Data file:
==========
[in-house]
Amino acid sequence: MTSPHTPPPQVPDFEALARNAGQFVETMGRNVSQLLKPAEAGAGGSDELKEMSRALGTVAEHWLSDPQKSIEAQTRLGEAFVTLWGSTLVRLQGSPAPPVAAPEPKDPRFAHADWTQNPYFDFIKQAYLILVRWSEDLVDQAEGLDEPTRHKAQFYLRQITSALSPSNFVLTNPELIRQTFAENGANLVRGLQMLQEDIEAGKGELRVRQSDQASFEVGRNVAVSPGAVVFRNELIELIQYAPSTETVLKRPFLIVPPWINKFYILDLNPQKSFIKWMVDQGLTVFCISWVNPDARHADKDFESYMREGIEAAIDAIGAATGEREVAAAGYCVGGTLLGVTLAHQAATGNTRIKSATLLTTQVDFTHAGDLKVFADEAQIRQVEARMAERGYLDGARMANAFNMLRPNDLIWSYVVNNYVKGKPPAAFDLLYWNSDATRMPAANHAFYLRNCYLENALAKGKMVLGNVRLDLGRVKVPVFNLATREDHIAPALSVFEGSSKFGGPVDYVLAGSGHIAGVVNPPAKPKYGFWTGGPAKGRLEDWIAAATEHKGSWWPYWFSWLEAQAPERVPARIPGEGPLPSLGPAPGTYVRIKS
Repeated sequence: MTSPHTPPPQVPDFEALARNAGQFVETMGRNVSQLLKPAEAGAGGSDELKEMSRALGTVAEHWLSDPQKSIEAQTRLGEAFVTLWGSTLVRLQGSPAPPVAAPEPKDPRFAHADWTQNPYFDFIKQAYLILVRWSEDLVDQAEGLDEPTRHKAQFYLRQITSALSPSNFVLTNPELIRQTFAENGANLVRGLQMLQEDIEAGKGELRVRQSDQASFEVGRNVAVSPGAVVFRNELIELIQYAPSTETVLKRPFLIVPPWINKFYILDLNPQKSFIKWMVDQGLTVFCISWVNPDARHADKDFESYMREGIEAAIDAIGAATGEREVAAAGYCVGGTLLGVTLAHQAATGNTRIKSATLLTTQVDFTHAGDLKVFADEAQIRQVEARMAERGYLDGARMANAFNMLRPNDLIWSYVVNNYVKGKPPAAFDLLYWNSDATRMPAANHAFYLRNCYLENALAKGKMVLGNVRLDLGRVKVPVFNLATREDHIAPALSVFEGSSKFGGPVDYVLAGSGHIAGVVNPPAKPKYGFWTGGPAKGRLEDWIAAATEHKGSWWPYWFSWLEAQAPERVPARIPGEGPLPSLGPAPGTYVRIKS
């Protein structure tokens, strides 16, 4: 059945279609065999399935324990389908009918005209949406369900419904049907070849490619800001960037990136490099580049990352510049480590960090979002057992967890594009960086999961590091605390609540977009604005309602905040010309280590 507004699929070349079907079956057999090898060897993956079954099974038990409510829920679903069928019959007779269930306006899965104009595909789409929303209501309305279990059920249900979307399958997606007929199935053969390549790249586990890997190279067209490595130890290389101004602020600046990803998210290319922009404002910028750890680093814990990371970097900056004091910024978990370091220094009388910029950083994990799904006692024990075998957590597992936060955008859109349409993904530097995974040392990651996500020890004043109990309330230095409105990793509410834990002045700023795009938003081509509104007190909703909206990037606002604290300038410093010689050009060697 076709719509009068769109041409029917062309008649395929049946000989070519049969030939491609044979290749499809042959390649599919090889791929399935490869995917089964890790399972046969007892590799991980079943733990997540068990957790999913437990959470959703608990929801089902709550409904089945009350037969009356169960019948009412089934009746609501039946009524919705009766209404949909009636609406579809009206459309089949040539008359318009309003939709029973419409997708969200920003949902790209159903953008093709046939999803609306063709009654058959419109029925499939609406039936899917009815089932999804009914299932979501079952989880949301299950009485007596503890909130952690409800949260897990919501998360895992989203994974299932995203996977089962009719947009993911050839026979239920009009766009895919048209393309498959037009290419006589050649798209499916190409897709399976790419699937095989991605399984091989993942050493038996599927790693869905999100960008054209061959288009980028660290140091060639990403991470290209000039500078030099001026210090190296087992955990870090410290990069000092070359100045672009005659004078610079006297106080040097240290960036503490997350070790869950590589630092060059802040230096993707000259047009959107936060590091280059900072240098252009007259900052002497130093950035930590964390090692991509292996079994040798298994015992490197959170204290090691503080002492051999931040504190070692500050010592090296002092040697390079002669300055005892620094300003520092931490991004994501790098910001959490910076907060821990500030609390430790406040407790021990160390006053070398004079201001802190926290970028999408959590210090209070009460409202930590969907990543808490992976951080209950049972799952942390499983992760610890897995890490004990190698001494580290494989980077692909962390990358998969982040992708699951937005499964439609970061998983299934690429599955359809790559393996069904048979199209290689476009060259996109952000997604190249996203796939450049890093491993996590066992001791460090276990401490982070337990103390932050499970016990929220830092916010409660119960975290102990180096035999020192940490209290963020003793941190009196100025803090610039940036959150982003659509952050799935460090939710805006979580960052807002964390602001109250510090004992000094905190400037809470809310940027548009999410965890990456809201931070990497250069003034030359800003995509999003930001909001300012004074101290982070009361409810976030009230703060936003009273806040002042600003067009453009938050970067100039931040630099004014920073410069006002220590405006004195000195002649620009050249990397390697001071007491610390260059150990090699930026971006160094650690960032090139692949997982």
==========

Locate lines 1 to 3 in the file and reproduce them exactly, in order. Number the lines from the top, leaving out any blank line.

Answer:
[in-house]
Amino acid sequence: MTSPHTPPPQVPDFEALARNAGQFVETMGRNVSQLLKPAEAGAGGSDELKEMSRALGTVAEHWLSDPQKSIEAQTRLGEAFVTLWGSTLVRLQGSPAPPVAAPEPKDPRFAHADWTQNPYFDFIKQAYLILVRWSEDLVDQAEGLDEPTRHKAQFYLRQITSALSPSNFVLTNPELIRQTFAENGANLVRGLQMLQEDIEAGKGELRVRQSDQASFEVGRNVAVSPGAVVFRNELIELIQYAPSTETVLKRPFLIVPPWINKFYILDLNPQKSFIKWMVDQGLTVFCISWVNPDARHADKDFESYMREGIEAAIDAIGAATGEREVAAAGYCVGGTLLGVTLAHQAATGNTRIKSATLLTTQVDFTHAGDLKVFADEAQIRQVEARMAERGYLDGARMANAFNMLRPNDLIWSYVVNNYVKGKPPAAFDLLYWNSDATRMPAANHAFYLRNCYLENALAKGKMVLGNVRLDLGRVKVPVFNLATREDHIAPALSVFEGSSKFGGPVDYVLAGSGHIAGVVNPPAKPKYGFWTGGPAKGRLEDWIAAATEHKGSWWPYWFSWLEAQAPERVPARIPGEGPLPSLGPAPGTYVRIKS
Repeated sequence: MTSPHTPPPQVPDFEALARNAGQFVETMGRNVSQLLKPAEAGAGGSDELKEMSRALGTVAEHWLSDPQKSIEAQTRLGEAFVTLWGSTLVRLQGSPAPPVAAPEPKDPRFAHADWTQNPYFDFIKQAYLILVRWSEDLVDQAEGLDEPTRHKAQFYLRQITSALSPSNFVLTNPELIRQTFAENGANLVRGLQMLQEDIEAGKGELRVRQSDQASFEVGRNVAVSPGAVVFRNELIELIQYAPSTETVLKRPFLIVPPWINKFYILDLNPQKSFIKWMVDQGLTVFCISWVNPDARHADKDFESYMREGIEAAIDAIGAATGEREVAAAGYCVGGTLLGVTLAHQAATGNTRIKSATLLTTQVDFTHAGDLKVFADEAQIRQVEARMAERGYLDGARMANAFNMLRPNDLIWSYVVNNYVKGKPPAAFDLLYWNSDATRMPAANHAFYLRNCYLENALAKGKMVLGNVRLDLGRVKVPVFNLATREDHIAPALSVFEGSSKFGGPVDYVLAGSGHIAGVVNPPAKPKYGFWTGGPAKGRLEDWIAAATEHKGSWWPYWFSWLEAQAPERVPARIPGEGPLPSLGPAPGTYVRIKS